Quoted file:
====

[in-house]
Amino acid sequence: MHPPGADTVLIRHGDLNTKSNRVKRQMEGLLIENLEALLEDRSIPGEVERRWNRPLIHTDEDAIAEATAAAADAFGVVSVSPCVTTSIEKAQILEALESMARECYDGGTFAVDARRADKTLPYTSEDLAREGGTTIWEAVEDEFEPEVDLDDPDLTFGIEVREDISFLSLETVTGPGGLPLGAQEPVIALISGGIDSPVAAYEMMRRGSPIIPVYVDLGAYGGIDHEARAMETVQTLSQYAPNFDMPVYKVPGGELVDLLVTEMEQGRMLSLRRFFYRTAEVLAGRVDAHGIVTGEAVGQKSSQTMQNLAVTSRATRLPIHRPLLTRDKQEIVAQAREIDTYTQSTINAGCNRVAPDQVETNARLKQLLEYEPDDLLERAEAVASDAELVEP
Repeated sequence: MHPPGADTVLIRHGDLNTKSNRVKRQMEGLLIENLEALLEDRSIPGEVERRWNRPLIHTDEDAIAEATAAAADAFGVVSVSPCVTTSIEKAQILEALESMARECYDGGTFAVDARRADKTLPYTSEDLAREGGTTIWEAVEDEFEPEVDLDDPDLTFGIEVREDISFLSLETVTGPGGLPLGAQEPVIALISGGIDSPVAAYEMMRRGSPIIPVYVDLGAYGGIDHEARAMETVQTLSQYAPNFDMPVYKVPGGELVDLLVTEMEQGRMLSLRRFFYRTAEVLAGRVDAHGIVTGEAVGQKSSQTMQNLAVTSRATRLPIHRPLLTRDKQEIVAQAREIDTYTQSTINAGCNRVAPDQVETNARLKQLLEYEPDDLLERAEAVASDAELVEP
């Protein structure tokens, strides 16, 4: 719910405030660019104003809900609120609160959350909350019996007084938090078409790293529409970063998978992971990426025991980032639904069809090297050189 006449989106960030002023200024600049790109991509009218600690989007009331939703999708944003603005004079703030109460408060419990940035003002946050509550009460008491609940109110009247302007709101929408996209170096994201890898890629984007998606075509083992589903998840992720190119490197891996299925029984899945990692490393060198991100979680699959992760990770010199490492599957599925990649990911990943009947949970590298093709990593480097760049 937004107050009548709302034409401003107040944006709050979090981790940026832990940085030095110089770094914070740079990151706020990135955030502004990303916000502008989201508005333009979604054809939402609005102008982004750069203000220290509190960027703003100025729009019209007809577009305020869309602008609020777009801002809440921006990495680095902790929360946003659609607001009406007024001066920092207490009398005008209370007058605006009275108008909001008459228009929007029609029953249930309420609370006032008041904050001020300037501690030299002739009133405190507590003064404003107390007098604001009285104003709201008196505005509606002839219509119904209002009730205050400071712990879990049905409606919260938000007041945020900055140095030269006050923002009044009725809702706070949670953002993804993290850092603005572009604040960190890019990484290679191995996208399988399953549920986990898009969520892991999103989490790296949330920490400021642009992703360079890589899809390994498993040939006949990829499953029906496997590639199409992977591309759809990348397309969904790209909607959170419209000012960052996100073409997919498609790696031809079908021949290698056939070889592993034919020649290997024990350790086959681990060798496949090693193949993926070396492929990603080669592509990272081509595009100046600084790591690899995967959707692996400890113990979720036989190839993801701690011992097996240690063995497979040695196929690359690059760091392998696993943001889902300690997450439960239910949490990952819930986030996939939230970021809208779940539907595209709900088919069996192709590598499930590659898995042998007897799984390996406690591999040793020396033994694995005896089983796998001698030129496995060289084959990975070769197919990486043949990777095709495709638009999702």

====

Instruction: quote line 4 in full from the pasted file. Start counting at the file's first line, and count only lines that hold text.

């Protein structure tokens, strides 16, 4: 719910405030660019104003809900609120609160959350909350019996007084938090078409790293529409970063998978992971990426025991980032639904069809090297050189 006449989106960030002023200024600049790109991509009218600690989007009331939703999708944003603005004079703030109460408060419990940035003002946050509550009460008491609940109110009247302007709101929408996209170096994201890898890629984007998606075509083992589903998840992720190119490197891996299925029984899945990692490393060198991100979680699959992760990770010199490492599957599925990649990911990943009947949970590298093709990593480097760049 937004107050009548709302034409401003107040944006709050979090981790940026832990940085030095110089770094914070740079990151706020990135955030502004990303916000502008989201508005333009979604054809939402609005102008982004750069203000220290509190960027703003100025729009019209007809577009305020869309602008609020777009801002809440921006990495680095902790929360946003659609607001009406007024001066920092207490009398005008209370007058605006009275108008909001008459228009929007029609029953249930309420609370006032008041904050001020300037501690030299002739009133405190507590003064404003107390007098604001009285104003709201008196505005509606002839219509119904209002009730205050400071712990879990049905409606919260938000007041945020900055140095030269006050923002009044009725809702706070949670953002993804993290850092603005572009604040960190890019990484290679191995996208399988399953549920986990898009969520892991999103989490790296949330920490400021642009992703360079890589899809390994498993040939006949990829499953029906496997590639199409992977591309759809990348397309969904790209909607959170419209000012960052996100073409997919498609790696031809079908021949290698056939070889592993034919020649290997024990350790086959681990060798496949090693193949993926070396492929990603080669592509990272081509595009100046600084790591690899995967959707692996400890113990979720036989190839993801701690011992097996240690063995497979040695196929690359690059760091392998696993943001889902300690997450439960239910949490990952819930986030996939939230970021809208779940539907595209709900088919069996192709590598499930590659898995042998007897799984390996406690591999040793020396033994694995005896089983796998001698030129496995060289084959990975070769197919990486043949990777095709495709638009999702």